The Humanitarian Crisis of Water Access in Detroit

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October 10, 2014; Democracy Now!

Last week, Amy Goodman of Democracy Now! interviewed Alice Jennings, the lead attorney for ten Detroit residents, eight of whom had their water turned off by the Detroit Water and Sewerage Department, and four organizations supporting the residents—the Michigan Welfare Rights Organization, the People’s Water Board, Moratorium Now, and the Michigan chapter of the National Action Network. Readers will remember that the federal bankruptcy judge, Steven Rhodes, was asked to rule on a possible extension of the Water Department’s temporary moratorium on water shutoffs. He declined, saying that he lacked the ability to do so and that there was no “enforceable right” to water.

Whether there is or is not a “right” to water is a fundamental issue here. The United Nations, for example, has resolved that it is a right, and though consumers can be asked to pay for clean water, if they genuinely cannot afford to make payments, in the view of the UN, shutoffs are a human rights violation. Writing for Highbrow Magazine, Rebekah Frank says that it was remarkable for Judge Rhodes to even address the issue, as he could have simply dismissed it under federal bankruptcy law as beyond his discretion.

According to Jennings, “What’s happening [in Detroit] is nothing short of a humanitarian crisis.” She made reference to affected homes with disabled persons and children in the households. She also described the city’s “military” approach to shutting off service, starting at one end of the street and moving to the other.

But with no right to water under American law, assuming Judge Rhodes is correct, what was the argument that Jennings proposed for the bankruptcy court’s jurisdiction? She said her clients’ complaint was a constitutional argument, that the Equal Protection Clause required commercial accounts and individual residential accounts to be treated equally regarding their delinquent water bills. Remember that the Water Department’s billions of indebtedness is part of the overall picture of Detroit’s fiscal abyss. Even though Rhodes ruled against Jennings and her clients, he acknowledged the health and safety harm that could ensue for families with a lack of clean running water.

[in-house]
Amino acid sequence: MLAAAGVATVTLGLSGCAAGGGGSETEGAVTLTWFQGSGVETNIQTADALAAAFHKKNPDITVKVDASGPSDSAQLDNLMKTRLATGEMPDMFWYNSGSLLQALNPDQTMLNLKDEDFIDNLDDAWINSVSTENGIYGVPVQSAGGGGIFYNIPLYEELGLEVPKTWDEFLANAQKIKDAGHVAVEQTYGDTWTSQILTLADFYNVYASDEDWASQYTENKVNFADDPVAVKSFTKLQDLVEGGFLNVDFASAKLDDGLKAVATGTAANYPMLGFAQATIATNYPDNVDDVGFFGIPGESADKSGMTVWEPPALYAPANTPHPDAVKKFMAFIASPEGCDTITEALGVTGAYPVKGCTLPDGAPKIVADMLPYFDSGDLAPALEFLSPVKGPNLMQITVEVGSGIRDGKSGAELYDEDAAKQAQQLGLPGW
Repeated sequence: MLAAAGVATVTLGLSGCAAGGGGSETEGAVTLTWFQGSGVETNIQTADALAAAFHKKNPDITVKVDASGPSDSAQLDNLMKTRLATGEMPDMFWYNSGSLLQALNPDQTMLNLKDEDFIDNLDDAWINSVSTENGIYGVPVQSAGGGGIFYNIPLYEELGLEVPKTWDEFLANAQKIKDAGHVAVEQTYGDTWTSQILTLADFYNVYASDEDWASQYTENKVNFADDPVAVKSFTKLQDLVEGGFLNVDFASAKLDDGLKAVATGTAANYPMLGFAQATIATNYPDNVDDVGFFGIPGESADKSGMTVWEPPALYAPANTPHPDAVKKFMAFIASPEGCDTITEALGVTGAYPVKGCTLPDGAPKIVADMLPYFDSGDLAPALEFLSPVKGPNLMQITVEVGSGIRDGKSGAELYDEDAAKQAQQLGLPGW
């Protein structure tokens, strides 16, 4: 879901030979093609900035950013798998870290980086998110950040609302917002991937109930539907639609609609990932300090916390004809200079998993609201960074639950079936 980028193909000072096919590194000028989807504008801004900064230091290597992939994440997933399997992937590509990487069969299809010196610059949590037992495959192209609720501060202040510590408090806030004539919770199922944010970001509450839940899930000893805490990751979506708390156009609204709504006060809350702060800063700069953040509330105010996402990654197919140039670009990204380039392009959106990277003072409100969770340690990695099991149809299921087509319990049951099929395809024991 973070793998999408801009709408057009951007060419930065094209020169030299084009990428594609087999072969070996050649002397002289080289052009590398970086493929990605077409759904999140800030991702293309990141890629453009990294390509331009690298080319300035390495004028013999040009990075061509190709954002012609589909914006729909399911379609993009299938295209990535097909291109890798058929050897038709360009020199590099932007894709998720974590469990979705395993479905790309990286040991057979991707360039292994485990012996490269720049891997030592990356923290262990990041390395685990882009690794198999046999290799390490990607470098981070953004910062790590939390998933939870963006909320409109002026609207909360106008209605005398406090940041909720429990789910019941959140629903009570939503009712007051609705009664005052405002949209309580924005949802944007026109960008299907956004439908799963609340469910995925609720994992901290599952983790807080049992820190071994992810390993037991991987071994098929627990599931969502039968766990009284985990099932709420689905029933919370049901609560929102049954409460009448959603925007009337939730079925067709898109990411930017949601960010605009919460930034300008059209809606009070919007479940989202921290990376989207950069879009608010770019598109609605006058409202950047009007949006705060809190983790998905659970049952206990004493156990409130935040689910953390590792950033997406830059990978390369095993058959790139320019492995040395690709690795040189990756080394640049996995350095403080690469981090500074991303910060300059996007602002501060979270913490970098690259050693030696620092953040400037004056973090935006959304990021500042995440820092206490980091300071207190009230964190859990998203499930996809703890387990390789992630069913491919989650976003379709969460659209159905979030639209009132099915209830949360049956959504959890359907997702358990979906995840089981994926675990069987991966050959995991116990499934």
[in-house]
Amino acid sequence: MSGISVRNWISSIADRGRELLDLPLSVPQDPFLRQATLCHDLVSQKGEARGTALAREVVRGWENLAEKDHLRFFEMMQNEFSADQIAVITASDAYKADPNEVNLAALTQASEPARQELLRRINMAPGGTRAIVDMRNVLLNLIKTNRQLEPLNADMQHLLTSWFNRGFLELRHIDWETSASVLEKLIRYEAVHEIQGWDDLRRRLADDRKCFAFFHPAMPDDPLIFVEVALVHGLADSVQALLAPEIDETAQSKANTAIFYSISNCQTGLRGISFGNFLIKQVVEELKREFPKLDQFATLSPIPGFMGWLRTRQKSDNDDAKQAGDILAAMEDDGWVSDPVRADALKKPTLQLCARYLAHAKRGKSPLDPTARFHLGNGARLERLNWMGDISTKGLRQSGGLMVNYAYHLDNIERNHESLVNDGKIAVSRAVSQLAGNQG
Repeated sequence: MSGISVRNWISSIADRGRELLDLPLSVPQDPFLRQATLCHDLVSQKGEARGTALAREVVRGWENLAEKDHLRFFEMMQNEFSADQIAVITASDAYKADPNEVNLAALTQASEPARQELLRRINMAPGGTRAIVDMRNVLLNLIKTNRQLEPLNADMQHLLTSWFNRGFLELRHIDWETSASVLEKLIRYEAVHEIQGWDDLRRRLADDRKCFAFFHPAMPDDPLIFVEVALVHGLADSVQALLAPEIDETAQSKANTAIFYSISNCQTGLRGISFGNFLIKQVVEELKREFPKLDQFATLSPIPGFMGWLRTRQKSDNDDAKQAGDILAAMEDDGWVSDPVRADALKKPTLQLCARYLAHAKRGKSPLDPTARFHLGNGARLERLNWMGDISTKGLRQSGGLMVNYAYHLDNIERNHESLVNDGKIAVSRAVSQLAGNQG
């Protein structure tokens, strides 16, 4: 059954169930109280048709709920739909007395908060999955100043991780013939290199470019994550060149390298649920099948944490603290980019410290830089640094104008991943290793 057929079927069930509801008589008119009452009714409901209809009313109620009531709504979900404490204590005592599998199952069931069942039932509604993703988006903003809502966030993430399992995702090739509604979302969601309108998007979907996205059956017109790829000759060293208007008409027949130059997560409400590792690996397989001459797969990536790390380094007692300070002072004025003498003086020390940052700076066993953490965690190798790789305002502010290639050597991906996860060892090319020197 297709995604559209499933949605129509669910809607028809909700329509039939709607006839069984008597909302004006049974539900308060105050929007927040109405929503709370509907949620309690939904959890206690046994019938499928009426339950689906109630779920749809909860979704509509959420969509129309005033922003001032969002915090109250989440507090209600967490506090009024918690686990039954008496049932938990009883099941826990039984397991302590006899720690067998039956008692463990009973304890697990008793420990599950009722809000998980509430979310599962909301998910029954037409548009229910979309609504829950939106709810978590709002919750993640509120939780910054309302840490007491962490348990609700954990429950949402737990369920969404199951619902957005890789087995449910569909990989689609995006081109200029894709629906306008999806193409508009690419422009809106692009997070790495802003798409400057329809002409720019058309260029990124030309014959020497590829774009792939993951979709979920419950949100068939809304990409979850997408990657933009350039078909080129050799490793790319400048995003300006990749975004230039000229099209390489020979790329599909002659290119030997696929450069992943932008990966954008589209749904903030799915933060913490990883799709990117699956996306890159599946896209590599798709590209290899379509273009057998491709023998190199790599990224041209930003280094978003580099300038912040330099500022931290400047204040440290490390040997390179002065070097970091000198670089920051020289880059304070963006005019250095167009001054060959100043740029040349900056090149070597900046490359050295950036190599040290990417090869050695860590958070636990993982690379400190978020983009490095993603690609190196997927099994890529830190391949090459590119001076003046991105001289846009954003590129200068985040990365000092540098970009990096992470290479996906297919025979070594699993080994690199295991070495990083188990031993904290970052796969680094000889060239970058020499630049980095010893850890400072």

Since the end of the moratorium, the City is still aggressively pursuing shutoffs, which raises a very difficult question for nonprofits and foundations in Detroit. While the city is turning off water services to hundreds of water customers every week, the city faces other basic yet related problems. A representative of the city’s emergency financial manager said in February that the city was trying to fix 90 water main breaks. The city has 27,000 hydrants, but thousands aren’t working, putting the lives of Detroiters in danger from all too frequent fires. Nearly two out of five residents in Detroit live below the federal poverty level, a figure we suspect is actually low, hiding the city’s real poverty as households with financial options continue to flee. When it comes to unemployment, with a rate of 23 percent, Detroit ranks at the absolute bottom of the fifty largest cities in the nation.

As the ongoing bankruptcy trial has made clear, major funders have placed their bets on a revitalization strategy hinged on helping the city climb out of its financial abyss, maintaining and preserving major cultural assets, and working on big infrastructure projects such as the Woodward Street Corridor light rail project (the M-1 streetcar project, supported strongly by the Kresge Foundation and corporate mogul Roger Penske) and downtown development (strongly associated with the large acquisitions of office buildings by Dan Gilbert of Quicken Loans). Those are choices that entities with limited resources, particularly foundations, have to make and have made. These decisions are not inherently right or wrong; they’re simply strategic guesses on what might work to propel Detroit out of its decades-long morass.

In some ways, these are more discrete strategic choices than trying to figure out how to undo Detroit’s massive poverty, its distressing unemployment, and—specifically to the observations of Alice Jennings—the humanitarian crisis of Detroit’s ongoing water shutoffs.—Rick Cohen

  • Tom

    Detroit’s revitalization is completely one-sided. The surge in investment in this majority black city is not going to black residents. Detroit’s revitalization is made up of a majority of white people. That isn’t to say that Detroit’s black population isn’t contributing anything to revitalization, rather it suggests that there is a deliberate racially unequal distribution of support and funding.